If you’re wondering, “What the heck is a SKStoreProductViewController,” don’t worry. I hadn’t heard of it before, either.

Turns out, as of iOS 6, StoreKit includes a controller that will only show you a specific App Store product page, right within your app. No need to link out to the App Store app. No need to bring up a Safari View Controller. It’s a nice tool that I had completely overlooked previously.

And best of all, it works within an iMessage extension.

Initialize the view controller with your product id (and even your affiliate token, if you like) and you can bring up the page for any product you want.[3]

I went home after CocoaLove and tried it. Sure enough, that was how Iconfactory was pulling off this trick.

Leo Collection inside an SKStoreProductViewController

One small downside to the SKStoreProductViewController: It’s no good for prompting the user for reviews. I wanted to have a “Leave a Review” button on the same page that launched a SKStoreProductViewController with Mixologist as the product. But it turns out that not only can you not initialize the view on the Reviews tab automatically; even if the user goes to that tab and taps the “Write a Review” button, nothing will happen.[4]

Still, I managed to get a link to the Leo Collection into the Mixologist pack. It’s unobtrusive, sitting way down at the bottom of the collection, so as to not get in anyone’s way.[5] But it’s there, if one of my customers is curious.

Now I just have to put a link to Mixologist Sticker Pack inside the Leo Collection.

If you have more than one sticker pack, I suggest giving this a try. It doesn’t take long to get the controller up and running, and the potential benefit is well worth it.

Update: Daniel Farrelly (@jellybeansoup) informs me that you can use openURL in an extension, as long as it’s on the extensionContext. I still prefer using the SKStoreProductViewController to keep my user inside my extension and not bounce them out to the App Store. But I may look into this as a way to make a Leave a Review button work.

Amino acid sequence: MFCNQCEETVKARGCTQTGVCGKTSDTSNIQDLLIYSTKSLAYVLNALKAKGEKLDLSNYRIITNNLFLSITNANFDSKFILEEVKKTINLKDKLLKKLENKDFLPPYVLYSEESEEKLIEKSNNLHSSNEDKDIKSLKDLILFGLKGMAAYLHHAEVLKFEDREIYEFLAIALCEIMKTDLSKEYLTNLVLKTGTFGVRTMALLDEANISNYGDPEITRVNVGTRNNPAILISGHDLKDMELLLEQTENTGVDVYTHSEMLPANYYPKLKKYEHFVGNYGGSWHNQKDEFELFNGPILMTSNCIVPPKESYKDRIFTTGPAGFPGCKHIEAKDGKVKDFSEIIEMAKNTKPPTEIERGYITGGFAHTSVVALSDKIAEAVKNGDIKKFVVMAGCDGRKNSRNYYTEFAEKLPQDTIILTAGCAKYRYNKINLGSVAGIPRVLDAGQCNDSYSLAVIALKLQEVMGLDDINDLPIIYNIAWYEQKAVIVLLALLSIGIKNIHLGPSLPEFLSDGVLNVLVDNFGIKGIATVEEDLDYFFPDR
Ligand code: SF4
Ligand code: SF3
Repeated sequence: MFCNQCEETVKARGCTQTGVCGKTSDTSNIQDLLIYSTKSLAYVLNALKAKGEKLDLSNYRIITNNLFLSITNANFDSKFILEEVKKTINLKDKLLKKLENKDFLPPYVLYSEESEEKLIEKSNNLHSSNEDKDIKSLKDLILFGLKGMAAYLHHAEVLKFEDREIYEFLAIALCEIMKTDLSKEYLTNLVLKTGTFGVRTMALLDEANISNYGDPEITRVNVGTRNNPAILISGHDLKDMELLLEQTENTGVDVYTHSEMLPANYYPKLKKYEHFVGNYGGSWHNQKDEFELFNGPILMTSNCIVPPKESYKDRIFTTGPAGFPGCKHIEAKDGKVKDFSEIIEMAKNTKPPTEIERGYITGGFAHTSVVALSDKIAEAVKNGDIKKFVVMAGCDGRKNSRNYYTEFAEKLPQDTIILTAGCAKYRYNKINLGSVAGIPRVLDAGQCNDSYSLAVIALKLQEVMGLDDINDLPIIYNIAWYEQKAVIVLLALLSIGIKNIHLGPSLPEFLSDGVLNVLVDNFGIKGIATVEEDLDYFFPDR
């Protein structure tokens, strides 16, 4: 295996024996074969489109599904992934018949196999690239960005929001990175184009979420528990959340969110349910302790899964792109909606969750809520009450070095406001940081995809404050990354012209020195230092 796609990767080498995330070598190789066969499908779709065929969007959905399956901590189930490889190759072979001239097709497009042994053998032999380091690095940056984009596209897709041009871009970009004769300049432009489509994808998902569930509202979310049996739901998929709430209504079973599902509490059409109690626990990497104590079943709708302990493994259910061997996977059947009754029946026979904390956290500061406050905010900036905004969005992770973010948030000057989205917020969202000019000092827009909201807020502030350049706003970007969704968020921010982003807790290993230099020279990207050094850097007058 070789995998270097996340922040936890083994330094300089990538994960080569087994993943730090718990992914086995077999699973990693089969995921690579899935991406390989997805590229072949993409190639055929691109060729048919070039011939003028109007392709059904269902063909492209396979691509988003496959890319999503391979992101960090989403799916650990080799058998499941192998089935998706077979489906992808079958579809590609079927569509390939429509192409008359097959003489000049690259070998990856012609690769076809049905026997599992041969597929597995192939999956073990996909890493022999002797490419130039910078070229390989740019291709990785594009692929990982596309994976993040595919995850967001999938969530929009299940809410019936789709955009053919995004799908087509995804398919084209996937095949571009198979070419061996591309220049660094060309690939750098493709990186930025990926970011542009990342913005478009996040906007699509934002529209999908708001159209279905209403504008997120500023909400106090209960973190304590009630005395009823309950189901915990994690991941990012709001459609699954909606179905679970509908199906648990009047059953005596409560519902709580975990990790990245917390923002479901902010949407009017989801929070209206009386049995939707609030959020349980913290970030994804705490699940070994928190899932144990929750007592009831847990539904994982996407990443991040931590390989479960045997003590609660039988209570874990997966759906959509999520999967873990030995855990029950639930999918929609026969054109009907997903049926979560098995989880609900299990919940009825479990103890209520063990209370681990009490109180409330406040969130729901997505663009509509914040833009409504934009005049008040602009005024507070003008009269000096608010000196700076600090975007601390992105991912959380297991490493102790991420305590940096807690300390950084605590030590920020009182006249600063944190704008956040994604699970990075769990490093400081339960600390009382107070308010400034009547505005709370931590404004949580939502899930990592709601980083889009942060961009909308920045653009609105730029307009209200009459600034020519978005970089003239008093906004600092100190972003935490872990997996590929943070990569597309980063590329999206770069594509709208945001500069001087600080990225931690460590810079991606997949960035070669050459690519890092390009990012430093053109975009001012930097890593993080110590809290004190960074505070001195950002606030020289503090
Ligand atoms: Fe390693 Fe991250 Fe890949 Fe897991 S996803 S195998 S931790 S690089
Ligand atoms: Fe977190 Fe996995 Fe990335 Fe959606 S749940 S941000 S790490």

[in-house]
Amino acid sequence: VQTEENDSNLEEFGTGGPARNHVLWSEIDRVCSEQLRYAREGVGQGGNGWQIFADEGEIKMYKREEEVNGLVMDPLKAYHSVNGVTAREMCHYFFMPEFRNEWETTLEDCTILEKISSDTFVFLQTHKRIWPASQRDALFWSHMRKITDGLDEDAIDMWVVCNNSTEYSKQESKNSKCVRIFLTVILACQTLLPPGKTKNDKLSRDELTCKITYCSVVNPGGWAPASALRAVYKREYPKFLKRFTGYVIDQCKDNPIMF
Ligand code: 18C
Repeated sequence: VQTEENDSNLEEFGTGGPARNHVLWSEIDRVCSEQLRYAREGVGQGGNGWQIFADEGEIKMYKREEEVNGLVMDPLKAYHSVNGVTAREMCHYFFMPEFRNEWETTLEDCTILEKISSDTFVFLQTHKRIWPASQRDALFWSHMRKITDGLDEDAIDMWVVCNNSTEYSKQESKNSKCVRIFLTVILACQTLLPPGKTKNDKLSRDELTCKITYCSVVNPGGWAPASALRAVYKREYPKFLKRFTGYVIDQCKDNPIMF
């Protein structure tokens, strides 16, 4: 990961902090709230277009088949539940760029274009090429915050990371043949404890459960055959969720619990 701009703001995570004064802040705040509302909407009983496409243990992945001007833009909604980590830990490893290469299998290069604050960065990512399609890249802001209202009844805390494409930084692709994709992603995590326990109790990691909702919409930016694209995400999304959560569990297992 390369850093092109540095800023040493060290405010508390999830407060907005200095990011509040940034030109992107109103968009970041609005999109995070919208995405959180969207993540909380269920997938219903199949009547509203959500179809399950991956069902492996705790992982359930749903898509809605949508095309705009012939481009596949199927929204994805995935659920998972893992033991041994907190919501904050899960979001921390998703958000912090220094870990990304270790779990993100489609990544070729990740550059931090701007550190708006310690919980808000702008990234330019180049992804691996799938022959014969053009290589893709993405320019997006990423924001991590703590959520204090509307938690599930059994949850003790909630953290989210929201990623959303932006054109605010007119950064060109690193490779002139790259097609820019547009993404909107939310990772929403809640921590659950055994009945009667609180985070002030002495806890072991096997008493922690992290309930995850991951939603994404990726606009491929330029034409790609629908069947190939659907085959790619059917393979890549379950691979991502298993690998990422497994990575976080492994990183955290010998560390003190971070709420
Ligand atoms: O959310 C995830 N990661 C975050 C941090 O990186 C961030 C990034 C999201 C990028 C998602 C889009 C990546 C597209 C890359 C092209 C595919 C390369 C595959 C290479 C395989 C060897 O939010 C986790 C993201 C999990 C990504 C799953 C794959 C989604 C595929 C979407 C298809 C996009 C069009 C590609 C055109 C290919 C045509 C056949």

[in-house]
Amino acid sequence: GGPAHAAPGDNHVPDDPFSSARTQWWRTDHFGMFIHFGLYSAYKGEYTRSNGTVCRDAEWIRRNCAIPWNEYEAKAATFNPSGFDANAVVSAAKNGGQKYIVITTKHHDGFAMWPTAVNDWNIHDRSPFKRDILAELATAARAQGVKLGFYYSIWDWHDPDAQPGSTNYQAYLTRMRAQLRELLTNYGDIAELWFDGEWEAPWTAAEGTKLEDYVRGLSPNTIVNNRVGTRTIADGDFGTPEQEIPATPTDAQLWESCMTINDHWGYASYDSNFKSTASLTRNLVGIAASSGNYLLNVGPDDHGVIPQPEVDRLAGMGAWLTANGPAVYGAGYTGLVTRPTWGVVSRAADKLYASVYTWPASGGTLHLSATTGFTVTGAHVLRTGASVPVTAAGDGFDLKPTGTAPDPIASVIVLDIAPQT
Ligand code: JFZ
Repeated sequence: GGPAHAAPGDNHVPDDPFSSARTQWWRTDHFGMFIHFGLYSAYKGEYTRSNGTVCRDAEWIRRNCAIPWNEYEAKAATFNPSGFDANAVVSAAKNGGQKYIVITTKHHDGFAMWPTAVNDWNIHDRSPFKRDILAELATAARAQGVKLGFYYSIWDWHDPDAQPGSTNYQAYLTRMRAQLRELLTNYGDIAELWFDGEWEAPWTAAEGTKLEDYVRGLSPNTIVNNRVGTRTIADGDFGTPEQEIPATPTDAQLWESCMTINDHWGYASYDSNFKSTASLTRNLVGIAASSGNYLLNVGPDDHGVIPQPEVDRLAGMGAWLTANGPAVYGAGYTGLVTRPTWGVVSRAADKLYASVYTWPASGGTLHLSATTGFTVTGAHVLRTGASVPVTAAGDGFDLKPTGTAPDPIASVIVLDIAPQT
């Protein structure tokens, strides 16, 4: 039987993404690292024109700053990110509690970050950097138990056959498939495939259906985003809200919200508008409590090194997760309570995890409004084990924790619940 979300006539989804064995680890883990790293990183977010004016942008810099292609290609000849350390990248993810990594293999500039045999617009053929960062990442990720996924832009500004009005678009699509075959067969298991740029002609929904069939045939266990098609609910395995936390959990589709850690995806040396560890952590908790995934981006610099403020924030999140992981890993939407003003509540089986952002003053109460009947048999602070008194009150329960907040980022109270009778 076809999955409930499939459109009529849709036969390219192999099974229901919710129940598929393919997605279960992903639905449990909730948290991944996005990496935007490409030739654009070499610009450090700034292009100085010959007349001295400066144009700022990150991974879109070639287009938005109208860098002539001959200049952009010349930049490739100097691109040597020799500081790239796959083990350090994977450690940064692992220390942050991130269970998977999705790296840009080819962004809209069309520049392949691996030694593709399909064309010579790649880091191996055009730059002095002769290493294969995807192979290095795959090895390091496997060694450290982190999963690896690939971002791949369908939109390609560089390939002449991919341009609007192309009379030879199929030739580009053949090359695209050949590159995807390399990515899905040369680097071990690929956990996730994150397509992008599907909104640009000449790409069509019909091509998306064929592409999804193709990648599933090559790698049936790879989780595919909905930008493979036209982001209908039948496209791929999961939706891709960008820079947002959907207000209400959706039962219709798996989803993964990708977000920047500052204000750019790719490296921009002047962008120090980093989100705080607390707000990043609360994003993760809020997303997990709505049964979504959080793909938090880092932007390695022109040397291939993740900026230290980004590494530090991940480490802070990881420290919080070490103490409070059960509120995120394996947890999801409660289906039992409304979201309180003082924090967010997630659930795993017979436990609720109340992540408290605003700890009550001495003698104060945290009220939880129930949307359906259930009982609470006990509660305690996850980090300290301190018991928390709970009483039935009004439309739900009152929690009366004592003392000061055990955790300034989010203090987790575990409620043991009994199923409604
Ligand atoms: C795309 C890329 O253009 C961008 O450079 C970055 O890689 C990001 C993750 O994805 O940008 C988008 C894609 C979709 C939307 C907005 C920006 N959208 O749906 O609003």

1. Don’t worry. I also added three new drinks. Port wine, the Kir Royale (as requested by Jean MacDonald) and the French 75.  ↩

  2. My guess is Apple doesn’t want people getting bounced out of Messages unexpectedly from an extension. There are probably also security concerns.  ↩

  3. I recommend doing what Iconfactory does, and forcing your extension to the expanded size when you load one of these views.  ↩

  4. The button is there. It looks active. But when you tap it, nothing happens. No error message. No indication that something is wrong. Just nothing. Poking around, it seems that Apple wants it this way, for some reason. The button used to work, but stopped a few major versions of iOS ago. Radars have been open on it for years. But all indications are that it was disabled intentionally by Apple. It’s a shame, really. It would be nice to make it just a bit more convenient for users to leave a review.  ↩

  5. Maybe it’s too well hidden, in fact. I figured it best to err on the side of subtlety, rather than hitting people over the head with it. Time will tell if I should do something to make the button stand out a bit better.  ↩

On Making Quality Sticker Screenshots

The bar for iMessage sticker pack screenshots is really low right now. Take a look at some of the sticker packs on the App Store, and you’ll soon see what I mean. Many sticker packs have one or two screenshots max; many are obviously hastily snapped from within iMessage without much thought to presentation. It’s a huge missed opportunity. I can’t tell you how many sticker packs I’ve passed over because of poor quality screenshots.

I know making screenshots of iMessage is a huge pain. The amount of Photoshop work I had to do to make my screenshots for the Leo Collection would surprise most people. And I don’t even think they turned out as nice as I’d like. But it was worth it to at least present my stickers somewhat effectively.

For my new Mixologist Sticker Pack, I’ve rethought my approach to screenshots, treating them more like I do my regular app screenshots. I hope they convey the quality of the pack even better.

You have one chance to sell your stickers to a prospective buyer. Those five images are pretty much all you get. No one is reading your description text for stickers. Believe me.